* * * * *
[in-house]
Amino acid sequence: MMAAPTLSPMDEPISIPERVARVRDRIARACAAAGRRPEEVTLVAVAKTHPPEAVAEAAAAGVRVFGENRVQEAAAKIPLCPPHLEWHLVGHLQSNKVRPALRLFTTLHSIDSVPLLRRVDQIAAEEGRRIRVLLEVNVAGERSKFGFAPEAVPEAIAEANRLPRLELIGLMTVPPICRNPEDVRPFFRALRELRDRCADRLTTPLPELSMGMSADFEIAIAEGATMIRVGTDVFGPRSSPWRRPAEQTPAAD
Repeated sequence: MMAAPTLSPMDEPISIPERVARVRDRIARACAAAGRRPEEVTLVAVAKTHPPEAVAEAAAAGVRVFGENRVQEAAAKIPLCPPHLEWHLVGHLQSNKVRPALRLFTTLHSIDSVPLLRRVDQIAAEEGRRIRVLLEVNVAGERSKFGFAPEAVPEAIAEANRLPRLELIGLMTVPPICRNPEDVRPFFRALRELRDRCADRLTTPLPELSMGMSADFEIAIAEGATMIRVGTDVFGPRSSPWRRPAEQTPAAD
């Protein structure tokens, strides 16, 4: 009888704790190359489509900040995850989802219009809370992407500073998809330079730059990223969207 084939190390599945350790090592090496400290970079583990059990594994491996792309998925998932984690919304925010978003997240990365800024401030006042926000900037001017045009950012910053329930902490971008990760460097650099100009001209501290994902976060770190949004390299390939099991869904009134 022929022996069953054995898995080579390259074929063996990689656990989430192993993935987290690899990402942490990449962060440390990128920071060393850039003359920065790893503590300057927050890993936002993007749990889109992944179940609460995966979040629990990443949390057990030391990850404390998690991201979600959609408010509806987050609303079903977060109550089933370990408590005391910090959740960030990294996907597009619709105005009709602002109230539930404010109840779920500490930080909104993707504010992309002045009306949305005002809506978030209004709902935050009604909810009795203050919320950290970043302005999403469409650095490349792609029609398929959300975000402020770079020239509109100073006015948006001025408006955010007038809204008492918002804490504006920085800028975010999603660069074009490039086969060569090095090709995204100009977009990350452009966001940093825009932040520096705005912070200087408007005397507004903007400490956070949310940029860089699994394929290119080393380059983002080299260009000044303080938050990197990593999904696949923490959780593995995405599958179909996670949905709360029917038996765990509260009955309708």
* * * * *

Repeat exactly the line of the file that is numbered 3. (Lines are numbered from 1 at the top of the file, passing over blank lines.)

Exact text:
Repeated sequence: MMAAPTLSPMDEPISIPERVARVRDRIARACAAAGRRPEEVTLVAVAKTHPPEAVAEAAAAGVRVFGENRVQEAAAKIPLCPPHLEWHLVGHLQSNKVRPALRLFTTLHSIDSVPLLRRVDQIAAEEGRRIRVLLEVNVAGERSKFGFAPEAVPEAIAEANRLPRLELIGLMTVPPICRNPEDVRPFFRALRELRDRCADRLTTPLPELSMGMSADFEIAIAEGATMIRVGTDVFGPRSSPWRRPAEQTPAAD